If you’re like most people, you’d be emotionally stressed and feeling a bit guilty. Not exactly the best mindset for absorbing complex information nor for making legally-binding decisions.
But that’s exactly what some nursing home admission coordinators encourage people to do when they ask them to sign an admissions agreement while they’re at the nursing home for the first time.
This often ends up being a painful mistake. If you don’t completely understand all the content of the agreement before signing it, you could end-up being sued and held financially responsible for expenses incurred for your loved one’s care.
Here’s a scenario I have heard from several clients on whose behalf I have advocated after they’ve been forced into nursing home litigation:
Soon after arriving at the nursing home my clients’ loved ones get brought to their rooms.
- Meanwhile, my clients were ushered into the admissions office where they sat across the desk from the admissions coordinator who has a stack of admissions documents.
- This is unnerving for my clients because most often they did not expect to have to deal with any paperwork and especially did not expect to be asked to sign an admissions agreement.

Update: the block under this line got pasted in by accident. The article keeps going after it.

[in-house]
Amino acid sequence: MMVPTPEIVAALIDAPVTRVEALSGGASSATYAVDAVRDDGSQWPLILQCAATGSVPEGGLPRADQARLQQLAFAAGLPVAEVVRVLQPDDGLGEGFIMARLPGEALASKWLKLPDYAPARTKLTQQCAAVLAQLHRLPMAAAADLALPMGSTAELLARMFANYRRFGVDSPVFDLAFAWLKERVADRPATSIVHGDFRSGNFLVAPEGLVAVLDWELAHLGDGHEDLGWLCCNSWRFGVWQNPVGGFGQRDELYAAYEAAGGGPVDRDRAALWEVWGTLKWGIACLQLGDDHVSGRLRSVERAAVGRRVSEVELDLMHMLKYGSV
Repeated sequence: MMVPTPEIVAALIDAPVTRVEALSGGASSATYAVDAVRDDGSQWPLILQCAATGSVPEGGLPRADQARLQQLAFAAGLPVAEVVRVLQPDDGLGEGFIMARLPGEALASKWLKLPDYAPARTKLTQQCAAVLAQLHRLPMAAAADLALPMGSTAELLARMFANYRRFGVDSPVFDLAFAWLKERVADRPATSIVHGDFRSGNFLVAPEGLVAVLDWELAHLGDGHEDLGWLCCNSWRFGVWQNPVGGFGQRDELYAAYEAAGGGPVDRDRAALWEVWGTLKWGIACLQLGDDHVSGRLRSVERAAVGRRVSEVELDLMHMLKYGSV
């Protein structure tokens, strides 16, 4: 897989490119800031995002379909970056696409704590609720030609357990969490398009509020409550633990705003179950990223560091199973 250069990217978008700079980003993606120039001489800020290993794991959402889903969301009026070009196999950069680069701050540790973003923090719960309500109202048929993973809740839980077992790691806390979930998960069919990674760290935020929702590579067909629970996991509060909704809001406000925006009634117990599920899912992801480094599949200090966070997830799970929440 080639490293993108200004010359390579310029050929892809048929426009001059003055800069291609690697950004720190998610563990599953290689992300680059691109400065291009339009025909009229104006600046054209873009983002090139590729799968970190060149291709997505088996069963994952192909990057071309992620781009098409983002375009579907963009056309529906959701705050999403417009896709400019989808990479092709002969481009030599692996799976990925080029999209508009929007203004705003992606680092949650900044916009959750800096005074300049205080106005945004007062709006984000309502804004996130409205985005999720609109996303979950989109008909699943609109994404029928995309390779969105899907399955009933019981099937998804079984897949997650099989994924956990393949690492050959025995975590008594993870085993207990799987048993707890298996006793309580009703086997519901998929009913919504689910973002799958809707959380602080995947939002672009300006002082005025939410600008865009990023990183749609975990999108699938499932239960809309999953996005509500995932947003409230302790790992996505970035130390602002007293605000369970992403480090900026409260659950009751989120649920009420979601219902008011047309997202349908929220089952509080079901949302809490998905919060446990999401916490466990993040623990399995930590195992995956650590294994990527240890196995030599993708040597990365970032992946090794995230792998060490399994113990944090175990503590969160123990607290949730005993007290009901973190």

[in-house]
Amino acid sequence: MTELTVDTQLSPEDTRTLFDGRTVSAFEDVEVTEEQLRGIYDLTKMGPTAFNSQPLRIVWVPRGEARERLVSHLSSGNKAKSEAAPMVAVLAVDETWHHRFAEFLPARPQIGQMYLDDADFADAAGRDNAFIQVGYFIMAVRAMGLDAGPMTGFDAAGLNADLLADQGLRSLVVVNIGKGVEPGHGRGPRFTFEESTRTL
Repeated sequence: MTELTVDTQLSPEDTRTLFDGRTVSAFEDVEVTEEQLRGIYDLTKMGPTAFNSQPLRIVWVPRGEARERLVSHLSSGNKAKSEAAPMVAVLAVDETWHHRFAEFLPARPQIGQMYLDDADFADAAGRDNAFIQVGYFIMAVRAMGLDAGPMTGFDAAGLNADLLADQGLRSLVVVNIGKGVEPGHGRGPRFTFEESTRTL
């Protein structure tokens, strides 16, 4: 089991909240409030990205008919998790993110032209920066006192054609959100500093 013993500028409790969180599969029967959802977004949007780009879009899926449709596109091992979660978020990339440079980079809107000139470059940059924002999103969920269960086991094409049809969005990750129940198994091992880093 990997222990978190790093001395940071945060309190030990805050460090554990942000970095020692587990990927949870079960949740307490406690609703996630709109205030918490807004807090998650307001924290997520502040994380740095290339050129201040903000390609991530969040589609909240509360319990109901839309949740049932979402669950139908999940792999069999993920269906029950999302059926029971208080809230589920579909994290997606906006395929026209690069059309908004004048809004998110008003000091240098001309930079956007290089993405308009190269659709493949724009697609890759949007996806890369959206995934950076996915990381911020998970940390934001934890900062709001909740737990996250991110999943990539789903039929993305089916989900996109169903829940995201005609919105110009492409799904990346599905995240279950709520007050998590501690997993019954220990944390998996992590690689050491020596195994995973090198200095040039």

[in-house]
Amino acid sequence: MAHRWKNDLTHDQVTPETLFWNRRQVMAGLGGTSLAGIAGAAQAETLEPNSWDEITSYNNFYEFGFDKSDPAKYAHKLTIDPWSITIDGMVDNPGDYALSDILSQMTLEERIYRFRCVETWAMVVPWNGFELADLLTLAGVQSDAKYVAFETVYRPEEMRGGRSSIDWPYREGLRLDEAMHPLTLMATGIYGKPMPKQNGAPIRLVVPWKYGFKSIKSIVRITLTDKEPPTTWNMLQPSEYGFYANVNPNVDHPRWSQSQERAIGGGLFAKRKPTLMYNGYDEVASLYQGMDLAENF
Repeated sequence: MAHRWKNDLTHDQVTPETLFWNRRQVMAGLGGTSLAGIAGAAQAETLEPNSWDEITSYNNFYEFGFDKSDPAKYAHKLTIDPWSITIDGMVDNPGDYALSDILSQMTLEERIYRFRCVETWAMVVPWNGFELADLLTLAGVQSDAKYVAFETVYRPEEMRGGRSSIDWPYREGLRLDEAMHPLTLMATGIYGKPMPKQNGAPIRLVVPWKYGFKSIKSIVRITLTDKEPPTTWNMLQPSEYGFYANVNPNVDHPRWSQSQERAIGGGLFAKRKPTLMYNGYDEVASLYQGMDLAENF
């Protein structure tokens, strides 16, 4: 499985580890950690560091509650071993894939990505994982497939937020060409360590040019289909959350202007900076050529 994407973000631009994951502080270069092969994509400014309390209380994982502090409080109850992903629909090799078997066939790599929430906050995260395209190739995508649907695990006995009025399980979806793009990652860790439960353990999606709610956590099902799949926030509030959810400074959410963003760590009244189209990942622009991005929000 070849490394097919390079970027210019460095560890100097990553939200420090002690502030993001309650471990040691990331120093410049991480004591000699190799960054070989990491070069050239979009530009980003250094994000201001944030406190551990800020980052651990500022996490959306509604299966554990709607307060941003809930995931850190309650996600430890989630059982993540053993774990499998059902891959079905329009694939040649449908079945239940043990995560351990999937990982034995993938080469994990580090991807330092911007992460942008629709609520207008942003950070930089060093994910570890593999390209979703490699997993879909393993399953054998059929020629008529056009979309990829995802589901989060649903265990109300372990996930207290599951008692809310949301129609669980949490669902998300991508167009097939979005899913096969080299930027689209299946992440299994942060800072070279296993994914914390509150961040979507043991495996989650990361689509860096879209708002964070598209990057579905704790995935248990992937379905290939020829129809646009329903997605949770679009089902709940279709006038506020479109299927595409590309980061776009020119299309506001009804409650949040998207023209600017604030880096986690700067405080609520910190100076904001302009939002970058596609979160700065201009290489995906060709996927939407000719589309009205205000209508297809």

- The coordinator typically reviews part of the paperwork, including a section which states that signing as the Responsible Party only means that my clients would be emergency contacts. Several of my clients often have been explicitly told by the admissions coordinator not to worry about being held personally liable if a debt would ever be owed to the facility for the loved one’s care.
- Unfortunately, the section of the paperwork that reserves the nursing home’s right to sue the Responsible Party often is neither discussed nor called-out.
- After the nursing home resident for whom my client signed for as Responsible Party dies owing money, my clients are served with a lawsuit by the nursing facility for the outstanding debt which can run into the hundreds of thousands of dollars.
- Fighting the lawsuit often involves lengthy litigation and a good deal of stress for the clients I represent – – regardless of the outcome.
The bottom line?
Don’t sign an admissions agreement without completely understanding it. Avoid signing documents while at the nursing facility; there is no requirement for you to sign them on the spot. Take it home and review it carefully.
Remember, these documents are written to protect the interests of the nursing home.
If you’re unclear about any liabilities you may incur by signing as a Responsible Party, call us right away at (860) 236-7673.
To learn more, watch this video What You Should Know Before Signing a Nursing Home Agreement.
A Good Reason NOT to Sign a Nursing Home Agreement for a Loved One While You’re at the Nursing Home
Nursing Home Resident Rights: Know Them, Stand Up for Them
The One Thing You Should Know About Your Stay in a Nursing Home: Money Follows the Person
How to Choose the Right Nursing Home
The One Thing You Should Know About Nursing Home Evictions